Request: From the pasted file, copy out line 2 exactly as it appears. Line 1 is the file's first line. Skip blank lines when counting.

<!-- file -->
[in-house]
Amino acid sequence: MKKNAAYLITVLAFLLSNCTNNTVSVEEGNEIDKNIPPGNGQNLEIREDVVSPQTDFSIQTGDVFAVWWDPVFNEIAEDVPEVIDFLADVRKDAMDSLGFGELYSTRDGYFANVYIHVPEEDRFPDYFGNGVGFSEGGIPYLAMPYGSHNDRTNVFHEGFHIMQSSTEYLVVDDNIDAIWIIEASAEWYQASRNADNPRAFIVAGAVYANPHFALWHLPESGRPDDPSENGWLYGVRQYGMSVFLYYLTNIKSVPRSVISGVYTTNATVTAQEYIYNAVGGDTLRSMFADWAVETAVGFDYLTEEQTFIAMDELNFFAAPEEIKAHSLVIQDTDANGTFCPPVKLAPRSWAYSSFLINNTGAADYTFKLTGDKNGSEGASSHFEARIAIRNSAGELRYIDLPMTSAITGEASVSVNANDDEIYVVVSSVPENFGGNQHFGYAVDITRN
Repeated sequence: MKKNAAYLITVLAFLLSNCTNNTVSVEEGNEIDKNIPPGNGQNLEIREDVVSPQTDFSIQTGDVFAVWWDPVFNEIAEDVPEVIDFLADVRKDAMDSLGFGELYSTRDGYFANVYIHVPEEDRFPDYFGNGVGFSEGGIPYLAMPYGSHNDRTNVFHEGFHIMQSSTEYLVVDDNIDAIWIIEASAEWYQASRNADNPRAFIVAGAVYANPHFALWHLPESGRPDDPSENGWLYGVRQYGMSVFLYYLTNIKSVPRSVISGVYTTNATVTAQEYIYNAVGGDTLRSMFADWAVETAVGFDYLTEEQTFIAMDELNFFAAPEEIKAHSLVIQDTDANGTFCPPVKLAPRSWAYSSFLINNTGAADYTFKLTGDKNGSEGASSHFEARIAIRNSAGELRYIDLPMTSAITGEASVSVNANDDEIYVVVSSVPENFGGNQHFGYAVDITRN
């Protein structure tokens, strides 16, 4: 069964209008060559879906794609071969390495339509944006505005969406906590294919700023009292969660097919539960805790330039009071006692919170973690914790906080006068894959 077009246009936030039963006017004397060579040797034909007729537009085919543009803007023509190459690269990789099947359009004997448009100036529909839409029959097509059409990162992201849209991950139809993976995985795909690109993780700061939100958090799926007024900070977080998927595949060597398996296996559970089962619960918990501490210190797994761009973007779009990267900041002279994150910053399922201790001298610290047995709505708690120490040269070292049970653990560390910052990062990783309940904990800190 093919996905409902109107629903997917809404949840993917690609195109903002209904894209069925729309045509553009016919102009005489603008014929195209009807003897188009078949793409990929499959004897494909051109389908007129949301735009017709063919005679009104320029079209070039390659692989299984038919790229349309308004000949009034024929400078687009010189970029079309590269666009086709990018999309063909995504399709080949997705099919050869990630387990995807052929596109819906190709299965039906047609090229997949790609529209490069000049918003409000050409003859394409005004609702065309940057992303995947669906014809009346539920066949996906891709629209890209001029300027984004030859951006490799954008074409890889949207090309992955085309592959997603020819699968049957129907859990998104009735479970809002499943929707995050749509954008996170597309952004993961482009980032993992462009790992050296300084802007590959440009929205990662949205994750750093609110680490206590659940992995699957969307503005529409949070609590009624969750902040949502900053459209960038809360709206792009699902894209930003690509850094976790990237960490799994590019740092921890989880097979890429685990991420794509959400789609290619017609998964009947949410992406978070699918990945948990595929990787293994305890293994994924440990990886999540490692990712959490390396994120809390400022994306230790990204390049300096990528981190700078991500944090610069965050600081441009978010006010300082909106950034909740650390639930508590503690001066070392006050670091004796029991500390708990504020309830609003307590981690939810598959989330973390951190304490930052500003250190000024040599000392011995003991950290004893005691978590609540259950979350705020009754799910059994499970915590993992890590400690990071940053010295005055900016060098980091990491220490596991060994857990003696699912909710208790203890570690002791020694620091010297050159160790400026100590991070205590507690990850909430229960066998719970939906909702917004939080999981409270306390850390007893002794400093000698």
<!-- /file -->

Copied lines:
Amino acid sequence: MKKNAAYLITVLAFLLSNCTNNTVSVEEGNEIDKNIPPGNGQNLEIREDVVSPQTDFSIQTGDVFAVWWDPVFNEIAEDVPEVIDFLADVRKDAMDSLGFGELYSTRDGYFANVYIHVPEEDRFPDYFGNGVGFSEGGIPYLAMPYGSHNDRTNVFHEGFHIMQSSTEYLVVDDNIDAIWIIEASAEWYQASRNADNPRAFIVAGAVYANPHFALWHLPESGRPDDPSENGWLYGVRQYGMSVFLYYLTNIKSVPRSVISGVYTTNATVTAQEYIYNAVGGDTLRSMFADWAVETAVGFDYLTEEQTFIAMDELNFFAAPEEIKAHSLVIQDTDANGTFCPPVKLAPRSWAYSSFLINNTGAADYTFKLTGDKNGSEGASSHFEARIAIRNSAGELRYIDLPMTSAITGEASVSVNANDDEIYVVVSSVPENFGGNQHFGYAVDITRN